Saturday, April 6, 2019

Book Review: "The Editor" by Steven Rowley

Steven Rowley's The Editor really hit the spot for me. It was utterly charming, it had so much heart, and it dealt with some of my favorite subjects—family dysfunction, struggles with self-confidence, writing, secrets, and the relationships that crop up in the most unlikely of places.

James Smale has always dreamed of being a writer. After having his first few short stories published, he imagined the path to literary success would be easy. But writing a novel never seemed to come easy, and although he hoped inspiration would hit, he wondered if he was destined to be one of those people whose early promise fizzled out. Living in New York City in the early 1990s, it seemed as if he was more suited to random temp jobs than wearing the mantle of a writer.

Then he decided to write about what he knew better than anything—his relationship with his mother, an enigmatic woman whom James believed blamed him for the end of her marriage, since she had to essentially choose between him and his father. He is thrilled when he finds out that a major publisher is interested in publishing his novel.

And then he meets the editor who fell in love with his book—Jacqueline Kennedy Onassis. Jackie, or Mrs. Onassis, as she is known in the office, loves the complexity of the relationships in James' novel, and she identifies with the main character since she, too, is a fiercely protective mother. James is utterly blown away that this infamous woman, whose family was always a fascination for his mother, has taken an interest in his writing, and believes this novel is worth being seen by the world.

But Jackie believes James hasn't dug as deeply into his characters and their story as she thinks he can, and she pushes him to do so. Little by little their working relationship develops into a friendship of sorts, even as he wonders if someone as complex as Jackie can truly be known by someone like him.

The reality of the book is causing serious ripples in his relationship with his mother as well as his relationship with his partner, Daniel. He isn't sure if he can finish it, and then a secret is revealed which makes him wonder if he's telling the right story at all. As everything spirals out of control, James needs to figure out the truth about his relationship with his mother and needs to decide what he wants from his relationship with Daniel, but more than that, he doesn't want to disappoint Jackie.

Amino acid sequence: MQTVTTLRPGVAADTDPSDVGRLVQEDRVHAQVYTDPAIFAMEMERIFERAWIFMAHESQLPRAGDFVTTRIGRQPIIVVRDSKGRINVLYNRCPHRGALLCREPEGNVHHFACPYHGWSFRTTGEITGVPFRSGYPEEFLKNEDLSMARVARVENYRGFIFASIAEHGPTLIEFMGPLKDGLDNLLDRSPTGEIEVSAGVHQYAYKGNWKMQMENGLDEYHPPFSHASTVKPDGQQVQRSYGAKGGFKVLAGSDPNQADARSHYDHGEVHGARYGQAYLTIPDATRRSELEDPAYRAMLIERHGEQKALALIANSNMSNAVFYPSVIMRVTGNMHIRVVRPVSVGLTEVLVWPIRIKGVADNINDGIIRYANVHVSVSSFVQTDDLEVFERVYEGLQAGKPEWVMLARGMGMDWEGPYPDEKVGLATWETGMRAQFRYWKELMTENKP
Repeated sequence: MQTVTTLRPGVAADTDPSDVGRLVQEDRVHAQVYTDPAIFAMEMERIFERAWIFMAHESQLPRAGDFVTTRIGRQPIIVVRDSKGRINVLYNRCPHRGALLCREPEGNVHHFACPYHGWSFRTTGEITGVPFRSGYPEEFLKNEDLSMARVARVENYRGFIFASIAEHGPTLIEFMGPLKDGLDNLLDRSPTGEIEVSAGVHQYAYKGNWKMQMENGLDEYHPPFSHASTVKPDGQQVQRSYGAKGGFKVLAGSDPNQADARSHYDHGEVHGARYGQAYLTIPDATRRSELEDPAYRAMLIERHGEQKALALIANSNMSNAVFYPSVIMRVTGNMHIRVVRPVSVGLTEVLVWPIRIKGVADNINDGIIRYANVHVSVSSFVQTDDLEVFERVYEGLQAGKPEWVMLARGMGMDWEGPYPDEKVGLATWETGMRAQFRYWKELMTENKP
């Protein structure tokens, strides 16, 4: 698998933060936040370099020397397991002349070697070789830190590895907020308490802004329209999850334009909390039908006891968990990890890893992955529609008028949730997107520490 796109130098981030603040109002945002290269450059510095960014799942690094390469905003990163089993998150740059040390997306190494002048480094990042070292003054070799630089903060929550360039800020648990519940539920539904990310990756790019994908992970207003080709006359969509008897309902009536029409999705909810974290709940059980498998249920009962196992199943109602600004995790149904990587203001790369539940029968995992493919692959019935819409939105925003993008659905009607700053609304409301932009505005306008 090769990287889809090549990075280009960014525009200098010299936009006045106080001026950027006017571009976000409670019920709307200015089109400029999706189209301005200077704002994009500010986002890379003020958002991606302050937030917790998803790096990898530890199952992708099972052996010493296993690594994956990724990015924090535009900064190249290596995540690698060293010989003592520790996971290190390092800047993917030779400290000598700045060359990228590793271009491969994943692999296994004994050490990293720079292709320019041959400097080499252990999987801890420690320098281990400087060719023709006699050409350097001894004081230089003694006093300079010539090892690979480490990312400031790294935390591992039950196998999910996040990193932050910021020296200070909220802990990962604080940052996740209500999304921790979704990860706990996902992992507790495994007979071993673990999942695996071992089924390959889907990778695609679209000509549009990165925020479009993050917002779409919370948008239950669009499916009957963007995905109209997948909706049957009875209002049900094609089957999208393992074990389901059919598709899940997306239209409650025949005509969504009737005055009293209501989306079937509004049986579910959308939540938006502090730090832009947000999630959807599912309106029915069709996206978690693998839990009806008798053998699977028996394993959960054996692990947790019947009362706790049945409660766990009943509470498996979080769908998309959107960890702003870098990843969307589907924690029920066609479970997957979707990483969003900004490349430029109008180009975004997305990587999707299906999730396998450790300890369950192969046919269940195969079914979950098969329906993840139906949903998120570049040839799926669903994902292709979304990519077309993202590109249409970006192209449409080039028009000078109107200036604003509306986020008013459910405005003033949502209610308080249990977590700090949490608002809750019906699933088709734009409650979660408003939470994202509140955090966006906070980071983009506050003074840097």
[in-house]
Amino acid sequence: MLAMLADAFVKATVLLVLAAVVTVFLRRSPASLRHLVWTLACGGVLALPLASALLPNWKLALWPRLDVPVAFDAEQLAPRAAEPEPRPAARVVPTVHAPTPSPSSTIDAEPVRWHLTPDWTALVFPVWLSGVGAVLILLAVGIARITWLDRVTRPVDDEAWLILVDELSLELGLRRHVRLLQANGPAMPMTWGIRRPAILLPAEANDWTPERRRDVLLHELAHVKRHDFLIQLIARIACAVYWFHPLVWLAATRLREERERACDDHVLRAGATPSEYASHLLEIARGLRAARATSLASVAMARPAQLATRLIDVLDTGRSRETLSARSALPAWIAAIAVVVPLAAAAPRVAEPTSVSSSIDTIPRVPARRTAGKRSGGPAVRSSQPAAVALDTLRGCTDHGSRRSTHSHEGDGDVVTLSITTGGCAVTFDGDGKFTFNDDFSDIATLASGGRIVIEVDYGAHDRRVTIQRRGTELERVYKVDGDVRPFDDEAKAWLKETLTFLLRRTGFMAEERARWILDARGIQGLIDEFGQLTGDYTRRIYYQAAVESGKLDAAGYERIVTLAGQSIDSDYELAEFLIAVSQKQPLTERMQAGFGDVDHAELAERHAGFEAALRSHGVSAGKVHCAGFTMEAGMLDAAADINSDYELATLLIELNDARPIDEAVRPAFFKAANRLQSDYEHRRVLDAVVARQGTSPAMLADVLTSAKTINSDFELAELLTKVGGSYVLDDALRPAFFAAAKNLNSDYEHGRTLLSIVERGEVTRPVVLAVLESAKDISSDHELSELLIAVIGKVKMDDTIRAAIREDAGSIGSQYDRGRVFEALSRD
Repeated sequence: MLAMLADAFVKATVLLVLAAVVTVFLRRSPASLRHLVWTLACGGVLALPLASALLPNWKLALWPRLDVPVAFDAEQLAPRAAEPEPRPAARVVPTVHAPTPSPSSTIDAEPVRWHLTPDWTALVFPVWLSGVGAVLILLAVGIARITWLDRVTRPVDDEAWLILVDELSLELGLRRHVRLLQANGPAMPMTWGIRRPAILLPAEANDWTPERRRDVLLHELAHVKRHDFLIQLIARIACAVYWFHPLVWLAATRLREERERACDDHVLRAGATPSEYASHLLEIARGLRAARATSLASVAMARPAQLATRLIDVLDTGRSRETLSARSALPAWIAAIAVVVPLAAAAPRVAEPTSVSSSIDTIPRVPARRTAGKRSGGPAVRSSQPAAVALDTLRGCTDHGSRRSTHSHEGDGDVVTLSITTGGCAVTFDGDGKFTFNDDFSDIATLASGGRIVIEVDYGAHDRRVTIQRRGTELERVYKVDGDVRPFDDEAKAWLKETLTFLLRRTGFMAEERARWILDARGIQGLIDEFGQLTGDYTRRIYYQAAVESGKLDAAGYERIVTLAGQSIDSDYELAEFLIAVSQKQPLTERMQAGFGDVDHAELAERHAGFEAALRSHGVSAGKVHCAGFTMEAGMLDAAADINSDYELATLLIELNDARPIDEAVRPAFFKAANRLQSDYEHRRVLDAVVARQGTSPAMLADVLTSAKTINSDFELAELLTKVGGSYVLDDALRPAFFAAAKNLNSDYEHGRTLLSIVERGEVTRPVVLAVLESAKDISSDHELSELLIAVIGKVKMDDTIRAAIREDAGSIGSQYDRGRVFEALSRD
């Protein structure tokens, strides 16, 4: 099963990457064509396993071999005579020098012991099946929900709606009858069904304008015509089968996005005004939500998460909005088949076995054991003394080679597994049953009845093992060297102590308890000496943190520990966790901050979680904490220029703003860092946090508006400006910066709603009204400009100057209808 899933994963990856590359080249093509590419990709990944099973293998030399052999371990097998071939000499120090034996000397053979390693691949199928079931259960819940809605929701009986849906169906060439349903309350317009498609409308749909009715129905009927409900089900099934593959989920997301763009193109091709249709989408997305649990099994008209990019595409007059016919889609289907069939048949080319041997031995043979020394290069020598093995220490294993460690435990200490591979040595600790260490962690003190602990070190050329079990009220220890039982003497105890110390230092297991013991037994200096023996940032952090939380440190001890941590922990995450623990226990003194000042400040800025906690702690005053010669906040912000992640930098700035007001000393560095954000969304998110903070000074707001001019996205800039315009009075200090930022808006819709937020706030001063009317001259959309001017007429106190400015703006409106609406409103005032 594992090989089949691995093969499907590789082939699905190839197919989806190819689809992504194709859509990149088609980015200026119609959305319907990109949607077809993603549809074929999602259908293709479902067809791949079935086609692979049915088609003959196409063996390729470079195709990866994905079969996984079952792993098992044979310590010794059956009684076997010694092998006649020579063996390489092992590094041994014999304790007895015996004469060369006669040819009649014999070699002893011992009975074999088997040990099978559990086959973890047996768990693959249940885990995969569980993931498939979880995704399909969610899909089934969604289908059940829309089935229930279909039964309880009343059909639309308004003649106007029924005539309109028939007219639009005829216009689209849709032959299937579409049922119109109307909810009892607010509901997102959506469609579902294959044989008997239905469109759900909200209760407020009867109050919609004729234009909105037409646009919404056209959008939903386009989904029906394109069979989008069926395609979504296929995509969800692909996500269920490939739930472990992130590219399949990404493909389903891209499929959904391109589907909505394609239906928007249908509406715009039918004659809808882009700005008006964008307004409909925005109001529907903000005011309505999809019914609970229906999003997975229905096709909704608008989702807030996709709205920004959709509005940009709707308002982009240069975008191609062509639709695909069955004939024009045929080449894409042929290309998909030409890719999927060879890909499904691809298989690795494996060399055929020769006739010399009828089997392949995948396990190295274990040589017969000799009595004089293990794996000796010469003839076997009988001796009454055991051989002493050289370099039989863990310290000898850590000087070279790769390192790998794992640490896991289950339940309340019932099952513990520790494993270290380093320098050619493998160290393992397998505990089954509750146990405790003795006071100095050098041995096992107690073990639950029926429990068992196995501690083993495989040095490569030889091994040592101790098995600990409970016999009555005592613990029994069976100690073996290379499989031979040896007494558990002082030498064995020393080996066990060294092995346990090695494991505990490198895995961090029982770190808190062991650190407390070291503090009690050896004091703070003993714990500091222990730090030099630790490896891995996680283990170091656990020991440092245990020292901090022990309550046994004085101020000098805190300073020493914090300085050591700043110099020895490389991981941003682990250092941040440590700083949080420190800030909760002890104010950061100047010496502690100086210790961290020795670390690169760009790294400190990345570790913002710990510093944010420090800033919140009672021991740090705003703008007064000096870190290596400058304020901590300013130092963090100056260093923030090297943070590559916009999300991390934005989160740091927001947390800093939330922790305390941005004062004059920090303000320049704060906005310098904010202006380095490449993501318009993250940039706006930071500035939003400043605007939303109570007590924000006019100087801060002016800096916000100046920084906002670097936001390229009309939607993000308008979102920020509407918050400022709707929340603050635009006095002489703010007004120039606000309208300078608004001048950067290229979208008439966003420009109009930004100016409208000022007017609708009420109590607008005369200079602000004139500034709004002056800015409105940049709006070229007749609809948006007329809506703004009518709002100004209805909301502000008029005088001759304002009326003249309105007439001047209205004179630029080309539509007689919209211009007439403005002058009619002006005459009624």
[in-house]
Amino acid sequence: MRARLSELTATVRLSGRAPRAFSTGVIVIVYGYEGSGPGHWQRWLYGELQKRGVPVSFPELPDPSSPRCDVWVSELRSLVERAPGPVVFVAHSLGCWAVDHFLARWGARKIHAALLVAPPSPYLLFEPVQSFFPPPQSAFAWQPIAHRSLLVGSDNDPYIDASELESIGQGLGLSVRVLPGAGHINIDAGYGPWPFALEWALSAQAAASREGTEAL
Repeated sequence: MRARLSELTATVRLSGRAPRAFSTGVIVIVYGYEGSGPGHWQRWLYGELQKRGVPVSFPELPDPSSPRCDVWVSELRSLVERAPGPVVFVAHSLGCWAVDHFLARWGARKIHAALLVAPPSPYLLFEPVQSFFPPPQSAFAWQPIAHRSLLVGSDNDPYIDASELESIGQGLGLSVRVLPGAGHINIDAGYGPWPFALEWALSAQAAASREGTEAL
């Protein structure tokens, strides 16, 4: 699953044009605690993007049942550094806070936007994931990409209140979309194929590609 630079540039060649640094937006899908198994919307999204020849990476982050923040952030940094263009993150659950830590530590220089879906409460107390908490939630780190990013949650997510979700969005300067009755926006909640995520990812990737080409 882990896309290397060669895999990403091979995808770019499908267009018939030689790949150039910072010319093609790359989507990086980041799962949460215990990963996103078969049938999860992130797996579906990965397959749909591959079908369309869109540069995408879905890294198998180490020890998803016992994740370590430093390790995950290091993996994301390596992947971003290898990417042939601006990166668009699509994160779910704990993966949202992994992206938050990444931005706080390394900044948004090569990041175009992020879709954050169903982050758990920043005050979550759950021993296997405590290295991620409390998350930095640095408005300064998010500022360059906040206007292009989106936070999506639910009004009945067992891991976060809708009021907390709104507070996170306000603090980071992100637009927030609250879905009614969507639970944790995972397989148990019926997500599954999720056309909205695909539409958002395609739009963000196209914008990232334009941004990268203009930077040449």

I thought this was a beautifully written book, brimming with poignancy and complexity. James was complex and utterly appealing even when he was doing things that made him unsympathetic, and I couldn't get enough of his story. But Rowley's treatment of Jackie Onassis, meshing the familiar tropes with fascinating depth. I loved the relationship Rowley created between James and Jackie.

"I'm struck with profound gratitude that our paths have magically crossed for this brief moment of existence; she is, I see now, the only logical editor this book could have had. My book, my valiant quest to understand my own Arthurian legend with Igraine at the heart, to define my own Camelot, in the tender hands of Guinevere herself. My eyes well with tears even though knights are not supposed to cry."

This was a quick, immensely enjoyable read, and I'll think about this book for a while.

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